Every season, a few NBA players transcend the grind of an 82 game regular season and turn in truly exceptional performances. And anytime journalists attempt to recognize those performances with awards, there’s always debate and controversy-remember last season with those Steve Nash haters?
With that disclaimer out the way, here are my awards for the NBA season. Stay tuned for the second part of this article, Handing out the Bling: Part 2, the NBA Guru’s remix.
1) Most Valuable Player.
My nominees:Chauncey Billups, Kobe Bryant, LeBron James, Steve Nash, Dirk Nowitzki.
My winner: Dirk Nowitzki, Dallas Mavericks.
Forget Kobe averaging 35 points per game and dropping an insane 81 on the Raptors. Forget LeBron posting Oscar Robertson-like numbers all season for the Cavaliers. And forget ‘C-Billups’ putting on a ‘how to play the right way’ clinic-without the nomad coach, Larry Brown.
Bryant, James, and Billups have all been great. But none of these players are your 2005-06 MVP.
Once you get past their Bon Jovi-esque lids, it’s clear that Steve Nash and Dirk Nowitzki are the NBA’s two most valuable players. Nash has been brilliant, teaming up with Shawn Marion to keep the Stoudemire-less Suns in contention.
But Nowitzki takes the MVP hardware because he’s done the most with the least. The German forward has the Mavericks near the top of the Western Conference despite playing with unheralded, blue collar teammates like DeSagana Diop, Adrian Griffin, Jason Terry, and Josh Howard.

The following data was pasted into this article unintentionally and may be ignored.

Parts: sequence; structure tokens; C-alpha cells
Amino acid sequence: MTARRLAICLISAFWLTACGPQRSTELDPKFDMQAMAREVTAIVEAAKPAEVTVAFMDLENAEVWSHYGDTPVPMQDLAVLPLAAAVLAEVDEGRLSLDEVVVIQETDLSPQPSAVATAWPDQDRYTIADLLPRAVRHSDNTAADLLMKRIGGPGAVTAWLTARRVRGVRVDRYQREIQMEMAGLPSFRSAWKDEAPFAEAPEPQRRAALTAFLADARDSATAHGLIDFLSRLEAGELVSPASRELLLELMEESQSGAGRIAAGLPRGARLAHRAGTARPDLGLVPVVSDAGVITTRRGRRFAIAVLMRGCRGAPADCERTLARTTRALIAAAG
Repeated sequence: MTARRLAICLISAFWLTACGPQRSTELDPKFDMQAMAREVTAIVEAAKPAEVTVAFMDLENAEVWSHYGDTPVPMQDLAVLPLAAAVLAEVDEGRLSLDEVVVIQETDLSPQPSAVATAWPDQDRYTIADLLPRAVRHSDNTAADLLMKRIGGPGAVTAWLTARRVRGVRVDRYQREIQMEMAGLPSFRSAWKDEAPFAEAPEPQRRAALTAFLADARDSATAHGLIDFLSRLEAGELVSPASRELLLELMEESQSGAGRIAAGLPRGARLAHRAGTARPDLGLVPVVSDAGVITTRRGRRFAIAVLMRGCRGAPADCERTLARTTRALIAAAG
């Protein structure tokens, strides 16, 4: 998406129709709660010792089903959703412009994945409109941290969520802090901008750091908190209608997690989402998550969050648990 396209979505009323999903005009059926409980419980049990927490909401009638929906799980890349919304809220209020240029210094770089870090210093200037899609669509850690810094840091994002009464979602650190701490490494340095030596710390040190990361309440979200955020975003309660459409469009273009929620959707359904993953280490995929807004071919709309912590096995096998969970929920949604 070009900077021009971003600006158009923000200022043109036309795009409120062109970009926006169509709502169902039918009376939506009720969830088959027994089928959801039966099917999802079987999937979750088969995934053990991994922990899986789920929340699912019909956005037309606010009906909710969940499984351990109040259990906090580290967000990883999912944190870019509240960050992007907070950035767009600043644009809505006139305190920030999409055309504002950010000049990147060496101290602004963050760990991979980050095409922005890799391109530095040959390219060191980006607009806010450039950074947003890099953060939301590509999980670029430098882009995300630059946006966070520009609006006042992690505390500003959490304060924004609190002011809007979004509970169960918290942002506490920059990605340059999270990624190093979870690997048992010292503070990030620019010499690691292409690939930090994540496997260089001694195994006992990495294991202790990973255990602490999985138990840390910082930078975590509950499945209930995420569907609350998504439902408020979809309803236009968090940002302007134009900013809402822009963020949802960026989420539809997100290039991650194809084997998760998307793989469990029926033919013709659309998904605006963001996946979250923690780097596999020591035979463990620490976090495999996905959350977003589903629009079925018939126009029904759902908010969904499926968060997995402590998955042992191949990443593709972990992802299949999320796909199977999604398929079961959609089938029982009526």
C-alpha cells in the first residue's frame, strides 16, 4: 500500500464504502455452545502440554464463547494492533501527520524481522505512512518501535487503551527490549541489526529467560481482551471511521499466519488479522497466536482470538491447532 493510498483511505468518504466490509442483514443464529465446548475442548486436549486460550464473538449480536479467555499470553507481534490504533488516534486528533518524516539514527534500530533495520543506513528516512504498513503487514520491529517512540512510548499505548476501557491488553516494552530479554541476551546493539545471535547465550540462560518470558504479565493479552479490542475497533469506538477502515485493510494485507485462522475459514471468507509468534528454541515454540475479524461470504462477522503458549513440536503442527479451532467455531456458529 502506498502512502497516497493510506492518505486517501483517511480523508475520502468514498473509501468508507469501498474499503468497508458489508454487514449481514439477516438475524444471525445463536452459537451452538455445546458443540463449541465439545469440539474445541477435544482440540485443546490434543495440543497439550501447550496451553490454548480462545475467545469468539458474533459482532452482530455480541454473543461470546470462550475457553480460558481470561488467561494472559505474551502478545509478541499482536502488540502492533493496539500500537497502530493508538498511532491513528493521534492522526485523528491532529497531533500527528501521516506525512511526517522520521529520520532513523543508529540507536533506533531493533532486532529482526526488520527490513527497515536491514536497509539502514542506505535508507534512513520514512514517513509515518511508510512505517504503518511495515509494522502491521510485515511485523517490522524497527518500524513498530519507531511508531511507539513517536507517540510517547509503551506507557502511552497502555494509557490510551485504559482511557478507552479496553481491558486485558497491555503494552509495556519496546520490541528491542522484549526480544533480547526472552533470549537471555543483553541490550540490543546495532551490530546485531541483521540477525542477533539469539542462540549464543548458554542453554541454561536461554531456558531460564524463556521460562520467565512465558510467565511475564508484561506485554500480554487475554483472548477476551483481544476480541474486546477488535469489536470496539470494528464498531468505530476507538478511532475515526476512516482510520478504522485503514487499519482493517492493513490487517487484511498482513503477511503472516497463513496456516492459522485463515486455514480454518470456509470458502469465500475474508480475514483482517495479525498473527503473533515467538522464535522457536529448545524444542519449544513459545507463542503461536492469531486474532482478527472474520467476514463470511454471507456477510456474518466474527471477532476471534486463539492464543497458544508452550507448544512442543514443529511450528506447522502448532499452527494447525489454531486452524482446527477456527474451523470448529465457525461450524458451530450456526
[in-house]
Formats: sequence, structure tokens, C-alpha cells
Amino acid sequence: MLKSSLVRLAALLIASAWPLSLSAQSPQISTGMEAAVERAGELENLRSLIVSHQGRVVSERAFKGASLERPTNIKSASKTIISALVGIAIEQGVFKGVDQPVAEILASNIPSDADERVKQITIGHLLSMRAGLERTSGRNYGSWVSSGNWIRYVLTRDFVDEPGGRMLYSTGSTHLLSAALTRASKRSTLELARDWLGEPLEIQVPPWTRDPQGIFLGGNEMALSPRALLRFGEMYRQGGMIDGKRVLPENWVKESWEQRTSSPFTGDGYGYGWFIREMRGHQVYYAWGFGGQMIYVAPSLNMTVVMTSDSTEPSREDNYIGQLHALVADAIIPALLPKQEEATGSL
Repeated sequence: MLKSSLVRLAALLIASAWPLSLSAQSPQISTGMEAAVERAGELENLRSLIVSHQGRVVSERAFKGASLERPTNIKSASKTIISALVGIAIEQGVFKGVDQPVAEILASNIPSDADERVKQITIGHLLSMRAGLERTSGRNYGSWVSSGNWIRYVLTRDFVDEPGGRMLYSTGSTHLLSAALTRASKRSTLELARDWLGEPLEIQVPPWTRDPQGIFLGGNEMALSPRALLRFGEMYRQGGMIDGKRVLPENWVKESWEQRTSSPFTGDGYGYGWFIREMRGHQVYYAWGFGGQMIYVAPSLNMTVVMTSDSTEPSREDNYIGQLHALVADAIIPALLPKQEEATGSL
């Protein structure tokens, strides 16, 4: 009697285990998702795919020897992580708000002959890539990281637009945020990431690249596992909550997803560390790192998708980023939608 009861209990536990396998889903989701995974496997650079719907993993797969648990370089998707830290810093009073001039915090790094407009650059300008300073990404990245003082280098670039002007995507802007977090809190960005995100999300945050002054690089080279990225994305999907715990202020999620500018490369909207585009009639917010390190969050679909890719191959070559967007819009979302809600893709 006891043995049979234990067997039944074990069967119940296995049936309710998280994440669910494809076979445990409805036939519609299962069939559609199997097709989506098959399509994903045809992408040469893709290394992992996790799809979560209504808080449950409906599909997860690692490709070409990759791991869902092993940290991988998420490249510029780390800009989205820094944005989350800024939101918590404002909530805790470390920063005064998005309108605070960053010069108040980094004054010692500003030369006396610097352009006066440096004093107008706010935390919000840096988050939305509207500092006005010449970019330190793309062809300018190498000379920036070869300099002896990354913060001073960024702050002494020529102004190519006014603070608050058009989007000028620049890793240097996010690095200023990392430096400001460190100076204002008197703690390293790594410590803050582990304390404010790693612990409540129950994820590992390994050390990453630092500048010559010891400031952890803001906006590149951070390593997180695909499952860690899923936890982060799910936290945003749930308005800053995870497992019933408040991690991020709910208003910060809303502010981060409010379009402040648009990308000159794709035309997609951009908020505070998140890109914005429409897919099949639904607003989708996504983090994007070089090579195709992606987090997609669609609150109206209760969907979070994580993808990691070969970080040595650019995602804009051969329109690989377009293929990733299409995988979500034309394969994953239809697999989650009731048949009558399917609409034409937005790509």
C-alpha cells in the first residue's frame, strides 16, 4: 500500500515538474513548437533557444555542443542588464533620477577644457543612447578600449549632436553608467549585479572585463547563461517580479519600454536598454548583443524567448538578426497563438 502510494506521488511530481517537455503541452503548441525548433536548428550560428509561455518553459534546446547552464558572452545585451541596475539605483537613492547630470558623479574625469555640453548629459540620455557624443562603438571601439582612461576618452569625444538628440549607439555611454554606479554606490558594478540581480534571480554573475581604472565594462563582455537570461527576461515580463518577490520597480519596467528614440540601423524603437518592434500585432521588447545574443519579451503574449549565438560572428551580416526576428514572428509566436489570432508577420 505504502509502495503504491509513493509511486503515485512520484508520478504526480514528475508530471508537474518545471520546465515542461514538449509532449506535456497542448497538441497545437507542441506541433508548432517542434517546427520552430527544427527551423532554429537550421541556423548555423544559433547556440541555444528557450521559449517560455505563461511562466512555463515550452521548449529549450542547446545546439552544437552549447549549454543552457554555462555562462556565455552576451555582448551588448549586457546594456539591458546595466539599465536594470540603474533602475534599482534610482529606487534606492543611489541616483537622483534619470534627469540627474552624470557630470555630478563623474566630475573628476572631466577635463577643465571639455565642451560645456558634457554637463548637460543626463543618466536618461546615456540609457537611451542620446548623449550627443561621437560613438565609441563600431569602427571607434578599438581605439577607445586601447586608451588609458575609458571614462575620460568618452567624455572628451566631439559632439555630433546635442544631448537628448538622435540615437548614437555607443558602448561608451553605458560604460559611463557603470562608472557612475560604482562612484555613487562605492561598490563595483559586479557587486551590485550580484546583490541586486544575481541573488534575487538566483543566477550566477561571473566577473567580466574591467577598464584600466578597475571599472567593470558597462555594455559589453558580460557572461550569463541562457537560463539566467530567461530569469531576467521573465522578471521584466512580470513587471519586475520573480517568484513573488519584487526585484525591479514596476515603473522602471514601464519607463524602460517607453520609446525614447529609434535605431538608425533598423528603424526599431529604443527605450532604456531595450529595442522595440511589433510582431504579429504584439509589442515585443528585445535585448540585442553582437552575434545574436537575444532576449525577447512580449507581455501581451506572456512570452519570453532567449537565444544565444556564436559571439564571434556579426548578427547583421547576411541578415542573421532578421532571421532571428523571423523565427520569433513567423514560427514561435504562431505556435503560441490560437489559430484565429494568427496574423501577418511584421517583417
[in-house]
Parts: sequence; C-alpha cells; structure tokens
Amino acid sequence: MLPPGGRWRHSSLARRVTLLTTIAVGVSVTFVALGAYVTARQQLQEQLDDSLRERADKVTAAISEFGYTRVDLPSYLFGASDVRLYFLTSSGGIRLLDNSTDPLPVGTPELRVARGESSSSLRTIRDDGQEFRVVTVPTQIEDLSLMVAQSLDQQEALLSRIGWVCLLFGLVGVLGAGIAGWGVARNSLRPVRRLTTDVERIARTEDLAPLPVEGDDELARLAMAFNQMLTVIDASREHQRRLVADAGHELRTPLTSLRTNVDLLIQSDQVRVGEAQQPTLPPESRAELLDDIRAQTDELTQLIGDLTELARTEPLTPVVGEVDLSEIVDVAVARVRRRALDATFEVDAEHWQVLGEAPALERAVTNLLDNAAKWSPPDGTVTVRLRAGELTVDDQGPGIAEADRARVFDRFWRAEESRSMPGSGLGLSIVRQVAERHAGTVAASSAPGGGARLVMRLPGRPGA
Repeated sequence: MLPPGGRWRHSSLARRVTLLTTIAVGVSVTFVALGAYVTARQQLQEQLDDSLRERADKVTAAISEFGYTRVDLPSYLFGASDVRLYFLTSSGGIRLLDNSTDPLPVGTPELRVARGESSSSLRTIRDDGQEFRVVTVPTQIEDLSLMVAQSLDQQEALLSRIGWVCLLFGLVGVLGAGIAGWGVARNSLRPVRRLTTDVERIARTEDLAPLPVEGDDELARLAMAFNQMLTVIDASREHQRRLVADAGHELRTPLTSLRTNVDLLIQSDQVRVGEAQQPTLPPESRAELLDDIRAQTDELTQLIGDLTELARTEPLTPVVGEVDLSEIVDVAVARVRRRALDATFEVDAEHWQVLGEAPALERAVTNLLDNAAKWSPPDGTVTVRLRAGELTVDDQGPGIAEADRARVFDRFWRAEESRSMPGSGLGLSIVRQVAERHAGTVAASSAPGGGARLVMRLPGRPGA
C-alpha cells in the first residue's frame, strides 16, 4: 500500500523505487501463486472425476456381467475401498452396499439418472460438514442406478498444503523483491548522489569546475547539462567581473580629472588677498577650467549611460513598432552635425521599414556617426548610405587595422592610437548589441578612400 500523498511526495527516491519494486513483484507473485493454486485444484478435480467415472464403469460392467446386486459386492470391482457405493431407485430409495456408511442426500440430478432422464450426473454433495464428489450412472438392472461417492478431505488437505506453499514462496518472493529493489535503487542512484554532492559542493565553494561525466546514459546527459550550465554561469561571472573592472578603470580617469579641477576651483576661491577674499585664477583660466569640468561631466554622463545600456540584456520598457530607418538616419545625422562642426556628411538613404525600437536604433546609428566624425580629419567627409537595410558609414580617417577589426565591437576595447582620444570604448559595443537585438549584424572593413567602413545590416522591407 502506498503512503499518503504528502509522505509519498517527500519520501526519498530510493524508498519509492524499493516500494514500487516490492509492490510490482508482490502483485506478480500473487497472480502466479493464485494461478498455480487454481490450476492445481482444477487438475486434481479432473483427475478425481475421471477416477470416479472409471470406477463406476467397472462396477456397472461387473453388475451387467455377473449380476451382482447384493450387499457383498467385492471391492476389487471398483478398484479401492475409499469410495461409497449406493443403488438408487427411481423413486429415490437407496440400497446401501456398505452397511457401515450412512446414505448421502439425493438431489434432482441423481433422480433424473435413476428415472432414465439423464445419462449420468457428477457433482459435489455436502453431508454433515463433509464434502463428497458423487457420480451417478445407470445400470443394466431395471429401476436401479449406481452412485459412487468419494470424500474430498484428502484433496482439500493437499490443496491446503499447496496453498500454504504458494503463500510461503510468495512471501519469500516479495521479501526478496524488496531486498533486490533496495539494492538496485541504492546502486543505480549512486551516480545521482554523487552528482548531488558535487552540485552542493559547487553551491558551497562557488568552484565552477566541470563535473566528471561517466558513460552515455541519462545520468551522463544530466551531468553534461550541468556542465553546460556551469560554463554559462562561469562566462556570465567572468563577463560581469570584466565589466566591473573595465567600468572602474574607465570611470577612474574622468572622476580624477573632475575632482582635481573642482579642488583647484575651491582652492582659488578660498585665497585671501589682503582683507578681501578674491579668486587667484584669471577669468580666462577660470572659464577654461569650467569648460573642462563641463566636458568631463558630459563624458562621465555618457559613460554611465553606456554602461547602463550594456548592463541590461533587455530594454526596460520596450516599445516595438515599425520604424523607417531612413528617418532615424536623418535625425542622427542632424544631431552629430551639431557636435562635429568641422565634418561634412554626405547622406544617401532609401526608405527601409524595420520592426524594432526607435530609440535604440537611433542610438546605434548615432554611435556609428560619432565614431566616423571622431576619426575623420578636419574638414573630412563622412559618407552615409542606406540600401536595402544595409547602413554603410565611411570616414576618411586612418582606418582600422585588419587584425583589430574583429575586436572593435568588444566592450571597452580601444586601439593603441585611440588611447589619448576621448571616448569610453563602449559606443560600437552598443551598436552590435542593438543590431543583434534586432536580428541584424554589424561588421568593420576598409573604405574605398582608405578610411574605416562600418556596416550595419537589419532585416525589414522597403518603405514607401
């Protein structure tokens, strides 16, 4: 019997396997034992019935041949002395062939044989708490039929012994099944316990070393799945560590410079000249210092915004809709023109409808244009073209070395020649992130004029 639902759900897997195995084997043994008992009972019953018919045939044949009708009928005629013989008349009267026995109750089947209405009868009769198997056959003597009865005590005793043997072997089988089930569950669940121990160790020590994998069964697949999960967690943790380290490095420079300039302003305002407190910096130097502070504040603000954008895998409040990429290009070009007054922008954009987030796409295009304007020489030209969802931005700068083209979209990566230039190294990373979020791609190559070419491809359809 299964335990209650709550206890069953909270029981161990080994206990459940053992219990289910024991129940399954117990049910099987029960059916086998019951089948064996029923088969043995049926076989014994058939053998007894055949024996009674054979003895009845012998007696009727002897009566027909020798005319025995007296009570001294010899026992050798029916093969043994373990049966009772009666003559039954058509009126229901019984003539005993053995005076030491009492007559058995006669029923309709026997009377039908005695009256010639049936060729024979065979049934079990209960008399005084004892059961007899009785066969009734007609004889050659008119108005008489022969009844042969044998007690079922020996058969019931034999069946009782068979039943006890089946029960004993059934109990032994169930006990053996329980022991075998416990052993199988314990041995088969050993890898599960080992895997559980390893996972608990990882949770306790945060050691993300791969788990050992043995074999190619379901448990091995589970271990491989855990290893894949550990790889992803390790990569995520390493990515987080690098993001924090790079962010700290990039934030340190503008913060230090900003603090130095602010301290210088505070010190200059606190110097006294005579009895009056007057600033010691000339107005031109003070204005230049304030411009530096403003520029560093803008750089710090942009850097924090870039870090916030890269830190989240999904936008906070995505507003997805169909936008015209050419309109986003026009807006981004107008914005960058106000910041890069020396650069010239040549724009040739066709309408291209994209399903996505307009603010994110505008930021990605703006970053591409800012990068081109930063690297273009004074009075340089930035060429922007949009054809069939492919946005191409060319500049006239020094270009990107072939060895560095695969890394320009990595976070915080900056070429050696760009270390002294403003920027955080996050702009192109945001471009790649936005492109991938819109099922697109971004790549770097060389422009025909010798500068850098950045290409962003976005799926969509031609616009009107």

He’s also kept the Mavericks’ stat guy busy, busting out season averages of 26 points and 9 rebounds per game even though he’s the only player opposing defenses focus on. After all, Dallas lacks a star like Marion or even a consistent second option on offense to shoulder some of the scoring load.
As if leading the Mavericks on the court wasn’t enough, Nowitzki’s also had to carry Mark Cuban’s hopes, dreams, and girth on his slender shoulders. And this fact alone makes him worthy of MVP.
2) Rookie of the year.
My nominees: Andrew Bogut, Channing Frye, Chris Paul, Charlie Villanueva.
My winner: Chris Paul, New Orleans/Oklahoma Hornets.
Paul and the Hornets are the NBA’s feel good story. The tiny 1-guard has posted great numbers: 16 points and 8 dimes per game. Most importantly, he plays the game without fear and his leadership skills can’t be measured.
Without a permanent home after Hurricane Katrina, Paul has helped the blue-collar Hornets defy the odds and contend for a playoff spot.
Rookie of the year is just the beginning for Paul. This kid is destined for greatness.
3) Coach of the year.
My nominees: Mike D’Antoni, Mike Dunleavy, Avery Johnson, Gregg Popovich, Byron Scott.
My winner: Byron Scott, New Orleans/Oklahoma Hornets.
Two seasons ago, Scott was run out of New Jersey. It didn’t matter that the Nets were coming off back-to-back appearances in the NBA Finals. Jason Kidd thought Scott was incompetent and demanded a change. Rod Thorn and New Jersey’s front office decided to accommodate Kidd, firing Scott in mid-season.